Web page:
I'm not an artist, so anything I might say on that subject cannot be held against me. Furthermore, as a self- acknowledged ignorante, I am free to trample through all sorts of traditional boundaries and definitions. I have seen plumbers and electricians who are artists, and welders and machinists, too. Their work is fluid, technically correct, and visually pleasing to see and feel. Last week I admired some practitioners of the riggers art.
Riggers, generally, are people who move things that aren't meant to be moved. House movers come to mind, but riggers also move things like giant factory machinery, and set large prefabricated objects into place. Airplanes are usually moved by pilots, but moving a large airplane down a highway calls for people with an eye for the rigger's art.
For months I had wondered how the aircraft haulers were going to move the Warplane Museum's C-46 transport plane from Genesseo to the Elmira Airport. Long ago, the outer wing panels, tail pieces, and engine assemblies were delivered to the lot next to the restoration hangar, but the largest single task was going to be transporting the fuselage to its new home.
Too tall, and perhaps too long, to be placed upon a trailer, the plane's fuselage itself was converted into a trailer. The wing center section was detached from the fuselage (a task that required drilling out more- rivets- than- you- can- imagine) and a specially built pup trailer was placed where the wing had been. The fuselage, suspended from two slings, was placed as close to the ground as possible and an interconnecting framework of steel I beams and wooden blocking was welded and bolted between the airplane and the trailer.
With the fuselage on a set of road wheels, another weldment was created which joined a "fifth wheel" trailer hitch to the points where the horizontal tail surfaces had been bolted. The plane was hitched to a truck and towed down the road backwards for 70 miles. The wing center section, a long and wide trailer load in itself, followed a day later.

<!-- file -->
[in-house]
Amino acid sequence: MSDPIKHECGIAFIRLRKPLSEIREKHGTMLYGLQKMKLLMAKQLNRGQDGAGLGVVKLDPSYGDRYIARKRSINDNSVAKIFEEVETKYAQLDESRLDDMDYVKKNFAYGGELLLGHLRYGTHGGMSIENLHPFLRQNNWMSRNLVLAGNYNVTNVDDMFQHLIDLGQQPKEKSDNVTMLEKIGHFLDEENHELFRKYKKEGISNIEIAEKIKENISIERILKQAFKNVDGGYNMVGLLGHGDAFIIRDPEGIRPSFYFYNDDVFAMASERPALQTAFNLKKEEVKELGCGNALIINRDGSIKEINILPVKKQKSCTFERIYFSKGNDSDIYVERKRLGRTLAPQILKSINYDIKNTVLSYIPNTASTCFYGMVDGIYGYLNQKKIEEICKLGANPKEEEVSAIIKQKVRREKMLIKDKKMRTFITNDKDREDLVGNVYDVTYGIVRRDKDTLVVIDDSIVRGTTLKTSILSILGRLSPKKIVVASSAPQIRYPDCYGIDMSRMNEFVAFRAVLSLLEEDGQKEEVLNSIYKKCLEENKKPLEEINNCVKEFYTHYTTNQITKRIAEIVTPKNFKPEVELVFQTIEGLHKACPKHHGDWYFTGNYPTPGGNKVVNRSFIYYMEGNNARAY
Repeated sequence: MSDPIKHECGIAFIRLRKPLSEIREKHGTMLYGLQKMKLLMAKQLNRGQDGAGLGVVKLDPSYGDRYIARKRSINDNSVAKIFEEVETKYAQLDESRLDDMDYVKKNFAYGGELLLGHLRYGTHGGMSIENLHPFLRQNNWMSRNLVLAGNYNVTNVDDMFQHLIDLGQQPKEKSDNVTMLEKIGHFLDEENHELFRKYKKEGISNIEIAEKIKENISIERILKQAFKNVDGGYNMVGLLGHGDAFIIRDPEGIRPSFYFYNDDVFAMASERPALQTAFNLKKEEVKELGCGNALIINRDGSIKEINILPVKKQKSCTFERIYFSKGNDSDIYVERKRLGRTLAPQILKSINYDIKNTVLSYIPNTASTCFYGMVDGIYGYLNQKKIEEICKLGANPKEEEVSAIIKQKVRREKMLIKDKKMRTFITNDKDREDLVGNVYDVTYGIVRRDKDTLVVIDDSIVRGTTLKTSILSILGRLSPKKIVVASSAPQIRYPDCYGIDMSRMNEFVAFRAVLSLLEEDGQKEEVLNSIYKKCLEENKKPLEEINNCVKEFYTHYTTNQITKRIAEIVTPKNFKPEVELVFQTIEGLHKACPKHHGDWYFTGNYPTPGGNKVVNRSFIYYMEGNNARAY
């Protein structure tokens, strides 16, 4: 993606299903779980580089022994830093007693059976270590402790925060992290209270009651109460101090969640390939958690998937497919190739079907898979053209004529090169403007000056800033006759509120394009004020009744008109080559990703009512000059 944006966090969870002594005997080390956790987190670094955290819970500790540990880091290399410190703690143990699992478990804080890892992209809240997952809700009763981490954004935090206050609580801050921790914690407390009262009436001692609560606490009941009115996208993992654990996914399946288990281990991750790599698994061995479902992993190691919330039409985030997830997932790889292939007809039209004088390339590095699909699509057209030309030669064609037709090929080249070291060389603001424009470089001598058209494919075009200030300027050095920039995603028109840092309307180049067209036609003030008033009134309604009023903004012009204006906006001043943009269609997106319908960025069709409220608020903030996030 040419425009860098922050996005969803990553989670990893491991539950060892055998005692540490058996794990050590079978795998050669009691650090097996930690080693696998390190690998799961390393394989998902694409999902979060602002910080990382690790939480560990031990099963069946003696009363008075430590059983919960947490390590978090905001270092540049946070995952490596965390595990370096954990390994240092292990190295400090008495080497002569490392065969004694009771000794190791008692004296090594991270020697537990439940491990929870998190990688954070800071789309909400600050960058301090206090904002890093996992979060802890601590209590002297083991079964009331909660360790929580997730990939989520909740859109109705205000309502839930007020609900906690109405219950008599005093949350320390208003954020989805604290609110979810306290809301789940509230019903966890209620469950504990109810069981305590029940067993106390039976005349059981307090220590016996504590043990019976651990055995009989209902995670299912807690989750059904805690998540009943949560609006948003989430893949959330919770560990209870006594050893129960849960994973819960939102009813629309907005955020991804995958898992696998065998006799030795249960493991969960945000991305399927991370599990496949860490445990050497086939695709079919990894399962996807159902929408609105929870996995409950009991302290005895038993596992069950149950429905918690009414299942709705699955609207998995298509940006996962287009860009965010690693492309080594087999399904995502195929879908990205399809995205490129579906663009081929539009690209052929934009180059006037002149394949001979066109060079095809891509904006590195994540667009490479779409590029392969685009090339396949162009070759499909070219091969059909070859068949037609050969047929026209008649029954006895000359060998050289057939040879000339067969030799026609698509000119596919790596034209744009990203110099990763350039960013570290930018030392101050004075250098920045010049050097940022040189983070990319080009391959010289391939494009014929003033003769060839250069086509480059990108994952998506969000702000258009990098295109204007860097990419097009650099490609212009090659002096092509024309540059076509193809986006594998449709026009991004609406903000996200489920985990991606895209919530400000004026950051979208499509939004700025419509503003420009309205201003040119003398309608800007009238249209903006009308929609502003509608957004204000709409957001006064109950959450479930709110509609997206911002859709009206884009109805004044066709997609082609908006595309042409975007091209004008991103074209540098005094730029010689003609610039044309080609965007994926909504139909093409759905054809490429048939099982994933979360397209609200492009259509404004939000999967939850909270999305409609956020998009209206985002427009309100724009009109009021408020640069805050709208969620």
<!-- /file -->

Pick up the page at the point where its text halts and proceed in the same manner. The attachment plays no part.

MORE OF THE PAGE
I was intrigued to watch the crew reassemble the C-46 over a three day period. The work took place on the Museum's parking ramp next to our hangar, and the plane faced directly towards us as it went back together. The head-on view during reassembly revealed a new aspect of airplane design to me.
For some reason, my mind's eye view of the C-46 had always been its fairly bulbous lateral profile, and I even joked that it looked like a baby blimp as the tow truck pulled it through the airport gate. The plane's demeanor took on a jaunty air though, as the nose was raised to its proper position as the wings and landing gear were reattached. When the outer wing panels were bolted back onto the plane, it suddenly struck me that this plane was the embodiment of all the "happy airplane" pictures that were typically seen in children's books and other whimsical representations in the late 1920s and 1930s.
The C-46s fuselage tapers gracefully into a blunt nose, and the flight deck windows are set into the taper, rather than breaking the smooth lines for a more formal windshield. The wings, viewed straight- on, suggest a graceful upwards sweep. The first lines for the C-46 were drawn at the Curtiss factory in Buffalo in the mid thirties, as a passenger airliner. It was a time when popular technology was closely linked to the concept of speed. Gigantic steam locomotives were covered with streamlined fairings and headed the nations fanciest passenger trains. Everything from automobile fenders to pencil sharpeners took on the streamlined look of graceful speed. It was Art Deco.
The C-46 led an inglorious life, even though it was the largest twin engine transport plane of the era. It spent its life slugging it out in military and civilian transport routes where its payload, interior volume, and range were best appreciated. It was the plane that flew the "hump" over the Himalayas from Burma to China, and the Marines appreciated its capabilities in resupplying its island bases as they island-hopped through the Pacific. As the Curtiss CW-20E passenger airliner, its performance was eclipsed by other designs before the end of the war, and few were sold.
Are the lines of this battered old bird a product of the Art Deco movement? From my vantage point as a certifiable ignorante, I say yes indeed. It is bulbous, but only because its function demands it. Its form is the classic bullet-shaped streamline of the era. Look closely when you get the chance; there is barely a straight line on the entire airplane. Art Deco was inspired by the easy speed of airplanes; it is illogical to expect that this sweeping design movement shouldn't have fed its influences back into airplanes.
Many people might balk at the use of the word "artful" in the same sentence as "C-46", but perhaps the museum will display their airplane in its level flight attitude, rather than sitting on its tailwheel. In its shining repose, we should be able to view the plane as it saw us during its 30,000 anonymous flight hours.
I took these two pictures of the museum's C-46 two years after after I wrote the article. Maybe I was crazier then than now, but you have to see the small air intake at the nose of the plane as a mouth that is saying "oooooooh! in order to visualize the "happy airplane" that I did.
To contact Bob Tilden, send an e-mail.